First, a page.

Matthew T Grant


Tall Guy. Glasses.

Some Thoughts on Power and Control

A friend of mine recently wrote that he was focused on “isolating and removing those elements in my life where others have power over me; financial, emotional, physical, mental, etc.”

I responded as follows:

It’s pretty much impossible to operate in this world without entering into power relations with others (unless you want to become a hermit, something that has sadly disappeared from the world). We live in a society in which mechanisms of power operate at every level.

That being said, it’s important to distinguish between situations in which people have power over you (which, unless you are in prison or the military or a religious order or a child, is fairly rare for people of a certain class living in non-authoritarian societies) and situations in which obligations are created between yourself and others.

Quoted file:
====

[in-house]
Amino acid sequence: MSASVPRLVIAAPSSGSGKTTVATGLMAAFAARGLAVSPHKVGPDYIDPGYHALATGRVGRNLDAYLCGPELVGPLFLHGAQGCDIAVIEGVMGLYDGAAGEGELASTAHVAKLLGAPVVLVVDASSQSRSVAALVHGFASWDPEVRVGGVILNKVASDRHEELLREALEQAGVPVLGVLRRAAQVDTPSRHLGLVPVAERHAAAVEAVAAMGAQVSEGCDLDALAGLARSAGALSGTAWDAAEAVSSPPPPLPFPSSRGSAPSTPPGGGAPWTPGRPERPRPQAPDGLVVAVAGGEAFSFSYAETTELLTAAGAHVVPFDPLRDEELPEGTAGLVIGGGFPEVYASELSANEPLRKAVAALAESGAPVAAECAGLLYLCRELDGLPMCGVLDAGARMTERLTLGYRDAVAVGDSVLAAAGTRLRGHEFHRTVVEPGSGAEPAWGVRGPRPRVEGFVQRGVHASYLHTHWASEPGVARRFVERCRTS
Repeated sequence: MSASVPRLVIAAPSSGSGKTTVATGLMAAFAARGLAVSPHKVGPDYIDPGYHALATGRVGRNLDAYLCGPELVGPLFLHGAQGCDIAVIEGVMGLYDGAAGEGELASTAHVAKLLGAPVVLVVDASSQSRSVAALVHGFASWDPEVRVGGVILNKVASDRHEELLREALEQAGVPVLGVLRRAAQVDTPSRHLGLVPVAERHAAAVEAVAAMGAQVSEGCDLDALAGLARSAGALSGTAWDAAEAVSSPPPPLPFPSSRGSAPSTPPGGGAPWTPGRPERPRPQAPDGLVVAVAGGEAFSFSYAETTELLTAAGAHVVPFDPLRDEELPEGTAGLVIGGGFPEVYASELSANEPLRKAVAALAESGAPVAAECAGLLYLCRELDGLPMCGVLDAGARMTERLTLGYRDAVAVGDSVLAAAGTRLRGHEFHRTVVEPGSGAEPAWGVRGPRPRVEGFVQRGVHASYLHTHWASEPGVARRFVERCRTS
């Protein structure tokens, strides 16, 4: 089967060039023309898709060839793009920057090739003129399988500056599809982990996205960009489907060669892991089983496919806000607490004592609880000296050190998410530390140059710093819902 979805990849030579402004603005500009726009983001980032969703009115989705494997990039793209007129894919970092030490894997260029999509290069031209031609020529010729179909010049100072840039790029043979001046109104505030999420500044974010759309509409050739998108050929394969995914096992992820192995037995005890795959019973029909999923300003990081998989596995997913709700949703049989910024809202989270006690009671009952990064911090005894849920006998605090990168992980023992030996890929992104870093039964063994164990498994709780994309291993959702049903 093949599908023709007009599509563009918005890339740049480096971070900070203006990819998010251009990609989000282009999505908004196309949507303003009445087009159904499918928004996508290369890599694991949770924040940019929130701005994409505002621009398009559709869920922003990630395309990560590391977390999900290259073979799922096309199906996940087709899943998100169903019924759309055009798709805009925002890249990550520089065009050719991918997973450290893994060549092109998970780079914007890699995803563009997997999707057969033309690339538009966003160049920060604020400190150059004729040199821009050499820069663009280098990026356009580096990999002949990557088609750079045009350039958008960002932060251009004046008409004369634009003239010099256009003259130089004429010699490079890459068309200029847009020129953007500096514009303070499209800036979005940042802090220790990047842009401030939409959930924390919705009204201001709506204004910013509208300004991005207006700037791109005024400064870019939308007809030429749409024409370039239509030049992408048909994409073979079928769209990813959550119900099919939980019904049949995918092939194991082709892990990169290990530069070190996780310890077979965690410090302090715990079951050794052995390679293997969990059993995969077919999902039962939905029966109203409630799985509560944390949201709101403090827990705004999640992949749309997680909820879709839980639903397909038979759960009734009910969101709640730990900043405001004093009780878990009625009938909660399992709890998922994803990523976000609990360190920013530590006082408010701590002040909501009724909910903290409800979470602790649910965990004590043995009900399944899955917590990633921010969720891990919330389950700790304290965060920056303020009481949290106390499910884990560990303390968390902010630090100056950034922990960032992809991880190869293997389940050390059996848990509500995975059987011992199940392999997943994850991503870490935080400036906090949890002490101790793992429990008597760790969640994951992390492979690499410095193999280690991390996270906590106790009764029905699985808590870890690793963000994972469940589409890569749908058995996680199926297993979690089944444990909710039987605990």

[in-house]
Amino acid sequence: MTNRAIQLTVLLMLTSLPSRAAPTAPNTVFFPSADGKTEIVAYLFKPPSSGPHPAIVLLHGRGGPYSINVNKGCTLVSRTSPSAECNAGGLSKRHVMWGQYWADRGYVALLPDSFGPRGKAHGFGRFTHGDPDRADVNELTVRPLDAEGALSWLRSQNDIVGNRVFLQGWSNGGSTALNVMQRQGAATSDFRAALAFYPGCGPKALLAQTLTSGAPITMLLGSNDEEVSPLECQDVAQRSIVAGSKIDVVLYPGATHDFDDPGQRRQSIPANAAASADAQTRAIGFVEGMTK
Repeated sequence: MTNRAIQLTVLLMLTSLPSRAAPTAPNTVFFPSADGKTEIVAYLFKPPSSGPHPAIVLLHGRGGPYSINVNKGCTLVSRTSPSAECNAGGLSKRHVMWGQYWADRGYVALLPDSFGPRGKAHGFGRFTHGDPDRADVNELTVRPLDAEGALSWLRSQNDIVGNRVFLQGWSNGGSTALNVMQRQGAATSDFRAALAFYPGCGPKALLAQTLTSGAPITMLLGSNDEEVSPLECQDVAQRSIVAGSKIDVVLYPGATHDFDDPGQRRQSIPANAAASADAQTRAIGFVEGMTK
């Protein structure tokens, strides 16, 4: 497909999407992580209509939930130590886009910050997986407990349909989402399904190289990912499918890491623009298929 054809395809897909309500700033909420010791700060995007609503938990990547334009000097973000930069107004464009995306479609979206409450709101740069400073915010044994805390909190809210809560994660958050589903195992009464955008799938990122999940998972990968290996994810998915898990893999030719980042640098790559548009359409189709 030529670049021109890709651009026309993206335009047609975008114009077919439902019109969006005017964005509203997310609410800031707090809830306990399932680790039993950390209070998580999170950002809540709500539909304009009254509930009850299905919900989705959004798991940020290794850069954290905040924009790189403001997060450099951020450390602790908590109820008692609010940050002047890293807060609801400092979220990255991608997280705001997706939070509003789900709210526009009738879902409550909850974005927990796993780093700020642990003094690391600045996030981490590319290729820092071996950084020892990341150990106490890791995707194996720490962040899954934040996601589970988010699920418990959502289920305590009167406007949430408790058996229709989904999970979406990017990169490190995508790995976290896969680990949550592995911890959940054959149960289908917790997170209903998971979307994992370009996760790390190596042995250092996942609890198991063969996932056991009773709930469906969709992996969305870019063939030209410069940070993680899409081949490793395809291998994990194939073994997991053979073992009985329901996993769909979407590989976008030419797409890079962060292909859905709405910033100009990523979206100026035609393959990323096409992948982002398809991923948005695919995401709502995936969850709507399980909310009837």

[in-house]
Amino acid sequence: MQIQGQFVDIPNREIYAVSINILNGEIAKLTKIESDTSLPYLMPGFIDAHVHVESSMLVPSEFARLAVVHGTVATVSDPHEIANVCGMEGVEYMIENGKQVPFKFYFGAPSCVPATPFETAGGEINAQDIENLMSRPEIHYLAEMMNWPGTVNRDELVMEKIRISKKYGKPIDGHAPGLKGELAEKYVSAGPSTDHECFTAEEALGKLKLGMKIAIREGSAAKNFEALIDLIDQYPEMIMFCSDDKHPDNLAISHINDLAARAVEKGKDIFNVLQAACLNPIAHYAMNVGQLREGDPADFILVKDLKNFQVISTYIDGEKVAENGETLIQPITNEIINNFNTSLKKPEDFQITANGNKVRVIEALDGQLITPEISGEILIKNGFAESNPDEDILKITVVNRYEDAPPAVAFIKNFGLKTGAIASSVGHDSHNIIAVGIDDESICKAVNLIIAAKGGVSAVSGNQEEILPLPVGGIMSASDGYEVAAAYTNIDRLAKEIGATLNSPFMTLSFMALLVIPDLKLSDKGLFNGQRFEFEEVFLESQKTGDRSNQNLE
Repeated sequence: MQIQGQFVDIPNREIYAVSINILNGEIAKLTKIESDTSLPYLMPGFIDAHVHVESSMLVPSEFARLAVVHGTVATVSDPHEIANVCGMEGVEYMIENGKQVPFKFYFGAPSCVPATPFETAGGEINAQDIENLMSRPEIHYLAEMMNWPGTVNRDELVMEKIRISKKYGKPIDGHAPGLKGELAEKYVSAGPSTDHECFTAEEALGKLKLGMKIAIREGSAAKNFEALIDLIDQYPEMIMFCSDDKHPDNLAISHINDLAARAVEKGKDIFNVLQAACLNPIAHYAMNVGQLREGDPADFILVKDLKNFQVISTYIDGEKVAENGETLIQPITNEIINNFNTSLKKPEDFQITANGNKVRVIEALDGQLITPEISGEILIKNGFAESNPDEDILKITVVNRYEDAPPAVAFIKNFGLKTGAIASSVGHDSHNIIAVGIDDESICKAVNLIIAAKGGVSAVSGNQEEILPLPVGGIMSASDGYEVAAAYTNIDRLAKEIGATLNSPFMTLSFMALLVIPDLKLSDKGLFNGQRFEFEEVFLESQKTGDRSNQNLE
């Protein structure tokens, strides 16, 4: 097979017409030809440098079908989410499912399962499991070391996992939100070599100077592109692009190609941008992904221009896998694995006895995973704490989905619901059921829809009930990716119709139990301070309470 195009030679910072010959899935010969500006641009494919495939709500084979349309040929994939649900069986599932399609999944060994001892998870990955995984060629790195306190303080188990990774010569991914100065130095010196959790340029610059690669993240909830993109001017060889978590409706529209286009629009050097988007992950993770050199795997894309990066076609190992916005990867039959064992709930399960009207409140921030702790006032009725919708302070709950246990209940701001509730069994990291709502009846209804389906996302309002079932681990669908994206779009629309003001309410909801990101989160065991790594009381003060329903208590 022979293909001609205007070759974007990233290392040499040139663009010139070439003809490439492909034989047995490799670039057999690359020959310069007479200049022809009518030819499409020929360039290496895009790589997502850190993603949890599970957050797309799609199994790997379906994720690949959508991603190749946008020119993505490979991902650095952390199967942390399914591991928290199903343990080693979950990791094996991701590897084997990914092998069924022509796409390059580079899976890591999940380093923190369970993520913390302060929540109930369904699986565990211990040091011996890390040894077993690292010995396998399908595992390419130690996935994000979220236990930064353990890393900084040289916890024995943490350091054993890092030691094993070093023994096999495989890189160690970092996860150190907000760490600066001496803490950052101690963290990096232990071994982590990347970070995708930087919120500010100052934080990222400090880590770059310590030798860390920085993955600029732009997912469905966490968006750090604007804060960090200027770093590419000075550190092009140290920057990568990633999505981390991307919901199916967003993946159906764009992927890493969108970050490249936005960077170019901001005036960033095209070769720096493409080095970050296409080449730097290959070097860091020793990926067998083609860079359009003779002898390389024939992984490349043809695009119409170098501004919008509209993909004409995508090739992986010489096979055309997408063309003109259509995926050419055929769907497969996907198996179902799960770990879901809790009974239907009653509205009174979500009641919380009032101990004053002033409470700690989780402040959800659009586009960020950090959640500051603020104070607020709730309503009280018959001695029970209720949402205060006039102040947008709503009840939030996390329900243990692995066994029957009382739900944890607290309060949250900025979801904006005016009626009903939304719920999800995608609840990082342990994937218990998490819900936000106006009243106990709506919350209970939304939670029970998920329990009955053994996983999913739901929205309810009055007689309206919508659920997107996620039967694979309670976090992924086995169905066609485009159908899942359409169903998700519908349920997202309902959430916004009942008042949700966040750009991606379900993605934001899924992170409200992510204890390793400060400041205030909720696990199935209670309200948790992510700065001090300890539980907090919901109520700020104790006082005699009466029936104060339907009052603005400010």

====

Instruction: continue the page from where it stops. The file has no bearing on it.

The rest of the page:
Even situations of employment, to the extent that they are not abject servitude or outright slavery, involve elements of exchange — my time and skills for your money and the opportunity to participate in a project directed, more or less, by someone else — and obligation (I have committed to this, you have committed to that).

My assumption is that you are struggling not so much with questions of power but with questions of control. You don’t feel in control of your time, your resources, your relationships.

It’s probably worth thinking about that and why that might be. Along the way, you will have to come to terms not only with power, but also with weakness and vulnerability. All the gurus of success and strength and manifesting power don’t want to deal with this and, in fact, relegate weakness and vulnerability to a “victim mentality.”

I recommend, on the contrary, wondering why an ego feels threatened and out of control, and experimenting with what it might mean to be completely powerless, not in the sense of being a victim, but in the sense of being someone whose entire mission is to serve others.

Here’s something else to consider.